Gabbard responds to Clinton: "She knows she can't control me"

Grace Segers

This article, Gabbard responds to Clinton: "She knows she can't control me", originally appeared on CBSNews.com

Congresswoman Tulsi Gabbard, who is running for the Democratic nomination, fired back Friday after Hillary Clinton suggested the Russians are "grooming" a candidate for a third-party run to disrupt the 2020 election. In an interview with CBSN on Friday night, Gabbard said Clinton "knows she can't control me."

"This is a message to every veteran in this country who has put their life on the line to serve our country, to every single American who believes strongly that we must end this long-standing foreign policy of being the world's police and ending these regime-change wars, which is really the legacy of Hillary Clinton, then we are traitors to the nation that we love," said Gabbard, who is a veteran.

Gabbard has often been criticized for her seeming support for Syrian dictator Bashar al Assad, which has included meeting with him and openly questioning U.S. intelligence conclusions that Assad carried out chemical weapons attacks on his own people.

In an interview with David Plouffe, the campaign manager for President Obama's 2008 campaign, for his podcast Campaign HQ, Clinton discussed Russian interference in the 2016 election and likely intrusion into the 2020 election.

"They're also going to do third party again. And I'm not making any predictions, but I think they've got their eye on somebody who's currently in the Democratic primary. And they're grooming her to be the third party candidate," Clinton said presumably about Gabbard, referring to Russian efforts to support third party candidate Jill Stein in 2016.

"She's the favorite of the Russians, they have a bunch of sites and bots and other ways of supporting her so far, and - that's assuming Jill Stein will give it up, which she might not, because she is also a Russian asset — yeah, she's a Russian asset! I mean totally!" Clinton continued. Clinton supporters have alleged that Stein served as a spoiler in the 2016 election.

"They know they can't win without a third-party candidate. And so, I don't know who it's gonna be, but I can guarantee they'll have a vigorous third party challenge in the key states that they most need it," Clinton said about the Russians.

Gabbard insisted to CBSN she would not be running as a third-party candidate.

"I've been very clear, I will not be leaving the Democratic party, I will not be running as an independent or a third-party candidate," Gabbard said. "I am running as a Democrat to take our party back, away from the control of people like Hillary Clinton and the warmongering and corrupt, powerful establishment and return our party into the hands of the people. Make it so the Democratic party is once again a party of, by and for the people, a party that will fight for the people, fight to protect the planet and that will fight for peace."

By Friday night, Gabbard had sent around fundraising emails about Clinton's comments.

While some 2020 Democratic contenders shied away from addressing the conflict, Andrew Yang tweeted his support for Gabbard. "Tulsi Gabbard deserves much more respect and thanks than this," he wrote. "She literally just got back from serving our country abroad."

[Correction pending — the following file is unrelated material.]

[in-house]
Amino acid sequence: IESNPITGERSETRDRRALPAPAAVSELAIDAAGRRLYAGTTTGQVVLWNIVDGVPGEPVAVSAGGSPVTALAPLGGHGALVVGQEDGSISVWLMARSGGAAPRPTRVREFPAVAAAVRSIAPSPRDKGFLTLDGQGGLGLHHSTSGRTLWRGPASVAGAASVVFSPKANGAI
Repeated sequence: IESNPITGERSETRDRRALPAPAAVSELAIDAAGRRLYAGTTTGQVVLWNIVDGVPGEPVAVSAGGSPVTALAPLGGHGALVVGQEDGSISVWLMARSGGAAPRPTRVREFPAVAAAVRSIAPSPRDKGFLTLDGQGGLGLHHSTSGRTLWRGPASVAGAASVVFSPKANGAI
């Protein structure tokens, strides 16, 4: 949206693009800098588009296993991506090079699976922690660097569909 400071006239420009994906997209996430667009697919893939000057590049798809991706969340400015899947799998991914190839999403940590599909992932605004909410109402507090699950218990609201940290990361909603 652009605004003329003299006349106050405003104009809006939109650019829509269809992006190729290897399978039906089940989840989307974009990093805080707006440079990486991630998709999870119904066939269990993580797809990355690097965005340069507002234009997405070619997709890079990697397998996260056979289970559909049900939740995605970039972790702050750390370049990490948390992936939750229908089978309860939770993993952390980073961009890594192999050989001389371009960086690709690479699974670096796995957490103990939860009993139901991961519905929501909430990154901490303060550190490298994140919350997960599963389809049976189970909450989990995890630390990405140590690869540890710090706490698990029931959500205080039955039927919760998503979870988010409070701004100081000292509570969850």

Gabbard wrote on Twitter earlier Friday that Clinton was "the queen of warmongers, embodiment of corruption, and personification of the rot that has sickened the Democratic Party for so long."

"Great! Thank you @HillaryClinton. You, the queen of warmongers, embodiment of corruption, and personification of the rot that has sickened the Democratic Party for so long, have finally come out from behind the curtain. From the day I announced my candidacy, there has been a ... concerted campaign to destroy my reputation. We wondered who was behind it and why. Now we know — it was always you, through your proxies and ... powerful allies in the corporate media and war machine, afraid of the threat I pose. It's now clear that this primary is between you and me. Don't cowardly hide behind your proxies. Join the race directly," Gabbard wrote in three tweets.

Gabbard has pushed back against accusations that she supports Assad. Although she met with Assad in 2017, and she has said in the past that Assad is "not the enemy of the United States," she called him a "brutal dictator" on CNN in August.

However, during the Democratic debate on Tuesday, Gabbard repeatedly referred to a "regime change war" in Syria, which is a common talking point for Assad. She accused members of the media of "championing and cheerleading this regime change war."

"The New York Times and CNN have also smeared veterans like myself for calling for an end to this regime change war. Just two days ago, The New York Times put out an article saying that I'm a Russian asset and an Assad apologist, and all these different smears," Gabbard said. The Times article she referenced noted that Gabbard is a popular figure on Russian state media, but did not suggest she was a Russian asset.

Gabbard also criticized CNN during the debate, in tones that would imply that she would greatly disagree with Clinton's assessment of her campaign.

"This morning, a CNN commentator said on national television that I'm an asset of Russia. Completely despicable," Gabbard said.

Jack Turman and Caroline Linton contributed to this report.

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